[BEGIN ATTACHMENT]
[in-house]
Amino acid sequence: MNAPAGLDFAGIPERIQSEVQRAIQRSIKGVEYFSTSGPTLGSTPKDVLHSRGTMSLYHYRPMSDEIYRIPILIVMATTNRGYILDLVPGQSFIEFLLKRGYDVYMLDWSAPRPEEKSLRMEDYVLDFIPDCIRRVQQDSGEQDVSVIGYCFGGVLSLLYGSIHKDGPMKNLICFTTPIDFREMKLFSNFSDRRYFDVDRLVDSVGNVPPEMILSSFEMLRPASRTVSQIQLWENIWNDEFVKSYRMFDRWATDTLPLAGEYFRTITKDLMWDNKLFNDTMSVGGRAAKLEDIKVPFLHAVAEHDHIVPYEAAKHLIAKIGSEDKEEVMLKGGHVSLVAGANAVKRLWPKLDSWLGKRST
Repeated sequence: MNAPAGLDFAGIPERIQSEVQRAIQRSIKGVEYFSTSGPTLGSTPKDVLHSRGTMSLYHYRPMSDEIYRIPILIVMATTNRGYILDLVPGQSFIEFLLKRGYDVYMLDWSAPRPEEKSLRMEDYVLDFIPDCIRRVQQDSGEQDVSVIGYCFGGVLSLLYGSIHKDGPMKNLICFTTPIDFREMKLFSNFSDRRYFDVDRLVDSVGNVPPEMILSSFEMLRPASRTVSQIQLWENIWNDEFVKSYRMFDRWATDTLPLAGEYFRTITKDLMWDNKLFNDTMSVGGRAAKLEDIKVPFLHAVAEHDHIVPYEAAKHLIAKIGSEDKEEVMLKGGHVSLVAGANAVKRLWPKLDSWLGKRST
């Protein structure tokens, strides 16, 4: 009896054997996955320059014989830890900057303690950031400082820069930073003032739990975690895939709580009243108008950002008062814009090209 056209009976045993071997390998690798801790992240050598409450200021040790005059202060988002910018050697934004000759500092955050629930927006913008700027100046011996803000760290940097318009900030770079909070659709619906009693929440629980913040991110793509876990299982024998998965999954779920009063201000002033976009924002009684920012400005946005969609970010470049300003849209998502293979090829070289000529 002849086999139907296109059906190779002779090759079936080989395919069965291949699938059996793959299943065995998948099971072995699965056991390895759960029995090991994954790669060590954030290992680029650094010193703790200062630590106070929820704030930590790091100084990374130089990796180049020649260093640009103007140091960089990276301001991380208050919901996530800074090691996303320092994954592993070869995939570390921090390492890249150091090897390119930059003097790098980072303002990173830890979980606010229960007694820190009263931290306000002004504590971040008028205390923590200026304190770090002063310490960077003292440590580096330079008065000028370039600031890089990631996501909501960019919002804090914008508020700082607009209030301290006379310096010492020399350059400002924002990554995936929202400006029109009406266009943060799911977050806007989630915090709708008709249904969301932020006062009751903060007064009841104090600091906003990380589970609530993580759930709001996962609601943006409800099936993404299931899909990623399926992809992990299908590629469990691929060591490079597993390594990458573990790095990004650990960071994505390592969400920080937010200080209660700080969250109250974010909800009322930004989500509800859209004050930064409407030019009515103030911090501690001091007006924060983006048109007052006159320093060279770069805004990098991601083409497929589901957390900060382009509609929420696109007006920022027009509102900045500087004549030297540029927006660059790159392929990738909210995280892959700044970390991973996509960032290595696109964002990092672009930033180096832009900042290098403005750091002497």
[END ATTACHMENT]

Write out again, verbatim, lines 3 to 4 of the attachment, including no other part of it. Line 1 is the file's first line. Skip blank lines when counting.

Repeated sequence: MNAPAGLDFAGIPERIQSEVQRAIQRSIKGVEYFSTSGPTLGSTPKDVLHSRGTMSLYHYRPMSDEIYRIPILIVMATTNRGYILDLVPGQSFIEFLLKRGYDVYMLDWSAPRPEEKSLRMEDYVLDFIPDCIRRVQQDSGEQDVSVIGYCFGGVLSLLYGSIHKDGPMKNLICFTTPIDFREMKLFSNFSDRRYFDVDRLVDSVGNVPPEMILSSFEMLRPASRTVSQIQLWENIWNDEFVKSYRMFDRWATDTLPLAGEYFRTITKDLMWDNKLFNDTMSVGGRAAKLEDIKVPFLHAVAEHDHIVPYEAAKHLIAKIGSEDKEEVMLKGGHVSLVAGANAVKRLWPKLDSWLGKRST
């Protein structure tokens, strides 16, 4: 009896054997996955320059014989830890900057303690950031400082820069930073003032739990975690895939709580009243108008950002008062814009090209 056209009976045993071997390998690798801790992240050598409450200021040790005059202060988002910018050697934004000759500092955050629930927006913008700027100046011996803000760290940097318009900030770079909070659709619906009693929440629980913040991110793509876990299982024998998965999954779920009063201000002033976009924002009684920012400005946005969609970010470049300003849209998502293979090829070289000529 002849086999139907296109059906190779002779090759079936080989395919069965291949699938059996793959299943065995998948099971072995699965056991390895759960029995090991994954790669060590954030290992680029650094010193703790200062630590106070929820704030930590790091100084990374130089990796180049020649260093640009103007140091960089990276301001991380208050919901996530800074090691996303320092994954592993070869995939570390921090390492890249150091090897390119930059003097790098980072303002990173830890979980606010229960007694820190009263931290306000002004504590971040008028205390923590200026304190770090002063310490960077003292440590580096330079008065000028370039600031890089990631996501909501960019919002804090914008508020700082607009209030301290006379310096010492020399350059400002924002990554995936929202400006029109009406266009943060799911977050806007989630915090709708008709249904969301932020006062009751903060007064009841104090600091906003990380589970609530993580759930709001996962609601943006409800099936993404299931899909990623399926992809992990299908590629469990691929060591490079597993390594990458573990790095990004650990960071994505390592969400920080937010200080209660700080969250109250974010909800009322930004989500509800859209004050930064409407030019009515103030911090501690001091007006924060983006048109007052006159320093060279770069805004990098991601083409497929589901957390900060382009509609929420696109007006920022027009509102900045500087004549030297540029927006660059790159392929990738909210995280892959700044970390991973996509960032290595696109964002990092672009930033180096832009900042290098403005750091002497």